A brand new product concept covers on-demand workers only for the period of time they are working. Tim Attia spent much of his career orbiting the traditional insurance sector, working for companies that offered software and technology solutions to insurers.
He knew enough about the industry to spot the cracks. The sharing economy, he noticed, was a big one.
"In the on-demand economy you're a person one second, then you tap a button and you're a business, and then you tap on the button and you're a person again," Attia said. "The insurance industry is broken down into a commercial lines tower and a personal lines tower. When you're in this new economy, you're squarely in the middle of the way the insurance industry is structured."
Attia's solution was to create a whole new type of insurance. In 2015, he and Ernest Hursh founded Slice Labs, an insurance technology startup that offers on-demand insurance for the on-demand economy.
"We built a new insurance form," said Attia, the company's CEO. "We're insuring the period of time, or slice of time, they're in business."
Slice launched its first product in 2016, home-sharing coverage for hosts who rent their homes on platforms such as HomeAway and Airbnb. It also is developing ride-hailing coverage. But its ultimate goal is to offer a range of products that fill the gaps created by the broader societal shift.
"You used to work for IBM all your life, and now there's a big shift to no longer working for the big corporation," Attia said. "It's a shifting of the social contract.
"The corporation did things like schedule workers' time and training, and it provided everything around trust, protection and safety. If you blow apart the corporation--and some of these on-demand platforms have done that because the cost of finding a customer or finding a service has been reduced to a click--all of the protections and things that the corporation used to do for the people are gone. It's now up to this new worker to get those protections on their own."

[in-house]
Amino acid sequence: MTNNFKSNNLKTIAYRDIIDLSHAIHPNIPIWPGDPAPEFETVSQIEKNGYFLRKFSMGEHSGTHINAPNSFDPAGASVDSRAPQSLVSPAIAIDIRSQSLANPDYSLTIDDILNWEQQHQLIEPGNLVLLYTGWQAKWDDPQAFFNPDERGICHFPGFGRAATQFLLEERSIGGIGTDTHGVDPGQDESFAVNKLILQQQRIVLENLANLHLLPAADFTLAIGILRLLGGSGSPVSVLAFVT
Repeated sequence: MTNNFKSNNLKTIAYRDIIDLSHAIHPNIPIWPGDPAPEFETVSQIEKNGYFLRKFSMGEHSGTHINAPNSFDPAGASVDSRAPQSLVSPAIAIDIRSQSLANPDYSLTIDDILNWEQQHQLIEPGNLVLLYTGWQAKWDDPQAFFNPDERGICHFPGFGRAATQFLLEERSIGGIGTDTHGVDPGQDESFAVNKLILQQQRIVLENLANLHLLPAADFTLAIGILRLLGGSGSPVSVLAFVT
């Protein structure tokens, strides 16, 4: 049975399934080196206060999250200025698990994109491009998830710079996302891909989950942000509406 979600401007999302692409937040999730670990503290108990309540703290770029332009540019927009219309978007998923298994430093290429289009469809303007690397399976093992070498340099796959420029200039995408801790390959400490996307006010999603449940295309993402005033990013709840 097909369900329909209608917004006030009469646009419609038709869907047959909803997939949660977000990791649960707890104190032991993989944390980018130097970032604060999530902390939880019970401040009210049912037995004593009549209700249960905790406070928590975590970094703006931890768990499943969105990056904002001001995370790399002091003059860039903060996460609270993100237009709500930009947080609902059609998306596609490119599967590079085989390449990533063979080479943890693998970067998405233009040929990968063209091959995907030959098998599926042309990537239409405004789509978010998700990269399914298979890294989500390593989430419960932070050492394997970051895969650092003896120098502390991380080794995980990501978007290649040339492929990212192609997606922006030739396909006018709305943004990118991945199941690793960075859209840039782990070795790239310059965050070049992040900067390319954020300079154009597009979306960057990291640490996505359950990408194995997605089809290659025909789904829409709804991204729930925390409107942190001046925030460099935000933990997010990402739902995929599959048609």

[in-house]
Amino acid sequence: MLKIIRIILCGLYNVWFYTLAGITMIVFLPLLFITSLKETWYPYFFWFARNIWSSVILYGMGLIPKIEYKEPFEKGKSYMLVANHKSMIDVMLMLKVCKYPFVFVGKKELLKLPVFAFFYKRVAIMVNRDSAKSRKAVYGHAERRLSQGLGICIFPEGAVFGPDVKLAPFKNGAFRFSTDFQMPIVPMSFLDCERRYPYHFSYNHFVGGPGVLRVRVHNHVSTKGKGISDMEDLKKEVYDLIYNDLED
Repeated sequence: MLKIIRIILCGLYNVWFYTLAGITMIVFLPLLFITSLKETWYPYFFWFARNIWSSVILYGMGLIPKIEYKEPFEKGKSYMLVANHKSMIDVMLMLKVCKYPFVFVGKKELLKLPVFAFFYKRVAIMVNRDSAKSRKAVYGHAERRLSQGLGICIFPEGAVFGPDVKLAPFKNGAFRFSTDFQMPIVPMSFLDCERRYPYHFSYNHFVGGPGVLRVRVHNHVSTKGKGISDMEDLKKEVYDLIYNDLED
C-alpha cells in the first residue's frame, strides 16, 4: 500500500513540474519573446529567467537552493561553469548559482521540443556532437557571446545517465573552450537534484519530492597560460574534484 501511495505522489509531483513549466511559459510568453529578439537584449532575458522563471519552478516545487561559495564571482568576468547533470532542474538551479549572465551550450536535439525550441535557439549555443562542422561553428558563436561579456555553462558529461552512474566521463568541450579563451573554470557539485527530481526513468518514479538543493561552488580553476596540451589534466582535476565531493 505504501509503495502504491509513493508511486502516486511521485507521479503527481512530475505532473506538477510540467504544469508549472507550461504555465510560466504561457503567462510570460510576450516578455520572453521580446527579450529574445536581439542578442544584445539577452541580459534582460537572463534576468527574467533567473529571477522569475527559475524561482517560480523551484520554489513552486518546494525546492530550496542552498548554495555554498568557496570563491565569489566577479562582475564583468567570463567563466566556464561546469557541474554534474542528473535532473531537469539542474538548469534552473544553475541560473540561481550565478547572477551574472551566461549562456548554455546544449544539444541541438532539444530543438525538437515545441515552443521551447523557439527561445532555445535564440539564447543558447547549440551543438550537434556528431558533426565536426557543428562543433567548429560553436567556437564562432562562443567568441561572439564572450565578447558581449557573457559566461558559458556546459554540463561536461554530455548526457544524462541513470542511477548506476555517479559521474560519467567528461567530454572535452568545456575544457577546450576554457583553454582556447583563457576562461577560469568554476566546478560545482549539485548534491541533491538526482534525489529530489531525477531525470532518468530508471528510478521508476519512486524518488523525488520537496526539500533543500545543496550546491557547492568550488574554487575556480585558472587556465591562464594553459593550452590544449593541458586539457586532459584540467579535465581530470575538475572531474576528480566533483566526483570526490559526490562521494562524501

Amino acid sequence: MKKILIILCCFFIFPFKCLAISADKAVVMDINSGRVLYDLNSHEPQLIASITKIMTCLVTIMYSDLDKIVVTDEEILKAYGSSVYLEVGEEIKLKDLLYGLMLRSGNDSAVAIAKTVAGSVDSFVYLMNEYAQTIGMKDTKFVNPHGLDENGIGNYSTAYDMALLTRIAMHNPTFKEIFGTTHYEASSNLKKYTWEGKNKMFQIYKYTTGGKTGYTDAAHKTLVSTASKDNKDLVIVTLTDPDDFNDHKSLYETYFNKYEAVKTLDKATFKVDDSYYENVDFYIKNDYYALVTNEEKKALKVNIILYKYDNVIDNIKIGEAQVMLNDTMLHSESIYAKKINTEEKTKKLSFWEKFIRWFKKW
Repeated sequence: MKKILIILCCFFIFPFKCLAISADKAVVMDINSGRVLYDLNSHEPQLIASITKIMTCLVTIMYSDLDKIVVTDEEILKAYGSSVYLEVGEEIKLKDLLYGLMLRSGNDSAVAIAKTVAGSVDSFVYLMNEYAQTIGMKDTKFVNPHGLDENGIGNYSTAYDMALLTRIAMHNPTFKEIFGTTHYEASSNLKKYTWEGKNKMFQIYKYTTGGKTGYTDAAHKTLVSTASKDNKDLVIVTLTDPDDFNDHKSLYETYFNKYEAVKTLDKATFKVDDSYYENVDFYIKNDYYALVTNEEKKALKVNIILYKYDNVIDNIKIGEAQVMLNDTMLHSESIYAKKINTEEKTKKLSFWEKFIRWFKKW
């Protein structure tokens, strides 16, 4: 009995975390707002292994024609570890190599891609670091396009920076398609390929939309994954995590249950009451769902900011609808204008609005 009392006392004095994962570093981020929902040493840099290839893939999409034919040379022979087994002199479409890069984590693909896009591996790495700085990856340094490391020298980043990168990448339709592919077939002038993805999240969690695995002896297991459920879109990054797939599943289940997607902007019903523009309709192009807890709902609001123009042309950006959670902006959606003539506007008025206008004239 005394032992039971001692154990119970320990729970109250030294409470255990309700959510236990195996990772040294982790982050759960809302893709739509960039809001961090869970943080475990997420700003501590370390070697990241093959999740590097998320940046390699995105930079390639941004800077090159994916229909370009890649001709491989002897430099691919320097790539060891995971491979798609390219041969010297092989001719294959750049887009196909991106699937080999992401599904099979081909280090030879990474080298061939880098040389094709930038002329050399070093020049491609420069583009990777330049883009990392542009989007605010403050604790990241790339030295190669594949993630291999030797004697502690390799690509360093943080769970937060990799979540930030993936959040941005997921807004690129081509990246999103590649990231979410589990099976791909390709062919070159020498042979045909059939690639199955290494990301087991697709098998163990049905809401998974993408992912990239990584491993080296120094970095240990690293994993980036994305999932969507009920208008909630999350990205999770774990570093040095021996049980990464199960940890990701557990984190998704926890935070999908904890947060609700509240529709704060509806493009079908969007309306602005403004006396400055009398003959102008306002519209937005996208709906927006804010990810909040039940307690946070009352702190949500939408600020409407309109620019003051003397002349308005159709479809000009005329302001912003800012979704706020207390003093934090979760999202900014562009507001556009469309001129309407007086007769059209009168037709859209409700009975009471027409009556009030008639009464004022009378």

Slice intends to help them. The company is focused on serving workers who use on-demand platforms. They might be driving for Uber or Lyft, delivering goods for Instacart, UberEats or Amazon Flex, or offering professional services through Thumbtack.
With the tap of a finger, workers can buy property and liability coverages through a smartphone app.
"Everything happens with a tap in that [on-demand] economy," Attia said. "You can't expect them to tap on a button, fill out five pages, call a call center and then wait two months. You can't reintroduce the friction."
Coverages also can be turned on and off as needed, mirroring the way the sharing economy itself works.
"If you're a business for three hours a day or 15 hours a week, buying a policy that assumes you're a business 24/7/365 ends up being expensive," Attia said. "Small businesses, and these are very small businesses, want to spend money the way they make money. That's why they're on Uber. If they had a taxi license, they'd pay $1,500 per month. They'd rather pay 20% of every ride. So why would they buy insurance for times when they're not acting as a business?"
(By Kate Smith, senior associate editor, Best's Review)